29th March 2013
Late last week we also
had one of our regular but important PTA meetings.
All the teachers were joined in the Hall by Helen, Dawn and Paul
plus our local school inspector (or Cluster Monitor), Mr Jarju,
who often attends these meetings.
Also present was our good friend, ex-Head Teacher and local
educational advisor, Mrs Chow.
Many parents came, as usual, to hear a lively discussion about how the
school was operating.
We had a visit this
week from Adey Hanrahan and his wife Jill. Adey is the
Commanding Officer of a Sea Cadets group based in the NE of
England. He hopes to bring up to 30 cadets to Sunrise next year,
subject to all sorts of formalities to help us improve things a
little more as part of their Gold Duke of Edinburgh Awards
scheme. The exact details of how this will work are under
Adey and Jill can be seen here with the
skills students making Macaroons in the Bantaba. Johnny Walker
is also pictured, with Angela Longi-Sarr somewhere in the
background. As usual everyone seemed to have a good time and the
food disappeared quite quickly.
Later we caught a
picture of Jill Hanrahan sitting in class with the Mrs Cham’s
Nursery children, the youngest in Sunrise. The children were
mostly able to concentrate on the lesson.
As in any UK school,
the Sunrise Centre has broken up for the Easter Holidays. Term 3
starts again on the 11th April. The blog will also
start again at that time.
On Monday we were
pleased to welcome Helen back from her holiday. She had been to
the wedding of two of our supporters, one of whom is her nephew.
Our congratulations go to the happy couple, Richard and Emily
Scorer, seen here on the beautiful island of St Lucia.
Lower Basic classes have to have two
assessment tests each year, so this was a busy week for our new
Grade 1 Lower Basic class. We used the spare classroom and they
did tests in English, maths and integrated studies. We were
pleased with the results when we marked the tests.
On Thursday there was loud cheering as the
girls from the skills classes played football during a break.
On Friday it was the Lower Basic's turn
to go to Katchikally and the beach. There are some very serious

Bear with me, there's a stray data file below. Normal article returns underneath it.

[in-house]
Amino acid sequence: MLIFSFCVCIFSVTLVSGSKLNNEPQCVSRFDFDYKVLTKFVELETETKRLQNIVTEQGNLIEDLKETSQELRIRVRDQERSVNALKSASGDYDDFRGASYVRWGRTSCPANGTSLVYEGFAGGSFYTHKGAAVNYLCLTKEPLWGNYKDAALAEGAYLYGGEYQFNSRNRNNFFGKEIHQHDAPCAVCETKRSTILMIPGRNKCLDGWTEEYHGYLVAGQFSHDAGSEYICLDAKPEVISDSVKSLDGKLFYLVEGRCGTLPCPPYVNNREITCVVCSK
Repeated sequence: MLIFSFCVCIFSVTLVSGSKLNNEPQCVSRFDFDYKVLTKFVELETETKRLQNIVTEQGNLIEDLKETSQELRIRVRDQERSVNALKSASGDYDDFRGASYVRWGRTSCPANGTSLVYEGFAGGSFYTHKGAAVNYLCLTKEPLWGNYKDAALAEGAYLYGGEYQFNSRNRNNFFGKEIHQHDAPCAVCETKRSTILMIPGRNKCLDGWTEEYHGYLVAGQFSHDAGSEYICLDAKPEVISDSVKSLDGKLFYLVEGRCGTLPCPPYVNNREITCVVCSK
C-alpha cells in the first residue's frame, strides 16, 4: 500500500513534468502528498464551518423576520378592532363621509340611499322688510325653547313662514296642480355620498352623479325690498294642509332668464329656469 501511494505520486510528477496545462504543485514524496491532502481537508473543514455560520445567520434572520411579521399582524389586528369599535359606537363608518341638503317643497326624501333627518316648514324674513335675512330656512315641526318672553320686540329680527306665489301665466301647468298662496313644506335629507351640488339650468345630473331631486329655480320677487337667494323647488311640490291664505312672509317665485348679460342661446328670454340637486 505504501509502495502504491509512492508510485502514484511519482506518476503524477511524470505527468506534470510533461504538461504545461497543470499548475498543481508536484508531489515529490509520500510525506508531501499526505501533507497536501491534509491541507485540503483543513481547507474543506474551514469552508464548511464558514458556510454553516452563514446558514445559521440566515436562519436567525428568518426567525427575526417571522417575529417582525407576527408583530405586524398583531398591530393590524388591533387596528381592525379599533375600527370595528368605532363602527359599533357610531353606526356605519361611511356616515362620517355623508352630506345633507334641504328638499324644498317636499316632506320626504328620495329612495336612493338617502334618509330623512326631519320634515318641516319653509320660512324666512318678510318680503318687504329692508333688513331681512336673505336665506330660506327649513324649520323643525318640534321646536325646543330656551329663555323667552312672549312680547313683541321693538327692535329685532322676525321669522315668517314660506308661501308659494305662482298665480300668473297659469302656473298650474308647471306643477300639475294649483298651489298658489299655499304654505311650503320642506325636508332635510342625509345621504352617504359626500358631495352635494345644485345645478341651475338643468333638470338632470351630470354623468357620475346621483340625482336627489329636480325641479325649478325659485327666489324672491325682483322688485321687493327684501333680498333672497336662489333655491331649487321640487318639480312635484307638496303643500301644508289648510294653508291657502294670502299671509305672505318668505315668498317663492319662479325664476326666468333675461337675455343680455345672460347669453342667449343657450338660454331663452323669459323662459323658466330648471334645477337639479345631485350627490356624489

faces here as they watch the crocodiles basking in the sun by
their pool! Perhaps they are thinking of the song, "Never smile
at a crocodile!"
The Lower Basic building continues to
grow - almost ready for the roof now.
Mr Mbye, together with the nursery and
lower basic staff, came to Sunrise for a training session with
Dawn at the weekend.
Paul and Dawn went up to
Timbooktoo, in Bakau, to order the text books which will will be
needed for the new Lower Basic class starting in September -
English 2, Mathematics 2 and Integrated Studies 2. Paul
also bought two useful books - a book about The Gambia Law of
Taxation and also, since VAT is now payable in The Gambia,
Income Tax and Value Added Tax, Act 2012.
The main event of the week was the
Both the evening before and early in the morning the staff,
helped by some of the skills students ,were busy preparing food
for everyone. Here is Mrs Cham cooking the benachin.
Then 54 nursery children plus 9 adults
all squashed into the bus and set off to Kachikally crocodile
The children looked at the crocodiles
laying around the pool, making sure they did not go anywhere
near them, but the teachers went to where they were allowed to
stroke the tame crocodiles.
Mrs Cham being brave!
After this they all went to the museum
where Mrs Sanneh told them about some of the exhibits from
Some of the children would not go anywhere
near this "monster", but they were not frightened by the straw
Then on to the beach where a kind fisherman
let us use his shelter for some shade from the hot sun.
This shelter was also a good place to
eat the lunch cooked by the teachers.
The parachute proved useful both for
sitting on during lunch and for playing games.
But the highlight of the day was of
course, sitting and splashing in the sea!
On Wednesday this week we were visited
by Joyce Turner from Kent. The Rotary Club in her area, South
Foreland, recently held a shuffleboard evening which raised £525
for Sunrise and she brought more gifts for Sunrise with her,
including two wall clocks for the classrooms.
When we had our original nursery school
in Bakoteh, Joyce spent three weeks helping the teachers there
so she was welcomed with great delight by Fatou Cham. In return
Joyce was delighted with exhibitions of cultural dance from
children in Fatou Cham's class, Nursery 1.
Joyce, her Women's Institute and other
friends have also given money towards our feeding programme so she was anxious to take photos of the children
having their mid-morning snack to show everyone back home.
Enjoying their snack at break time
Steve has been with us a few weeks
now, doing lots of odd jobs around the centre so we caught him
up a ladder this week, painting the walls.
Steve's wife flew out to join him this
week and visited us on Thursday. Often when she comes she helps
the skills students but we found her working with a group of
children from Nursery 2 on this occasion. You can see Steve on
the ladder in the background!
Phase 2 of the Lower Basic is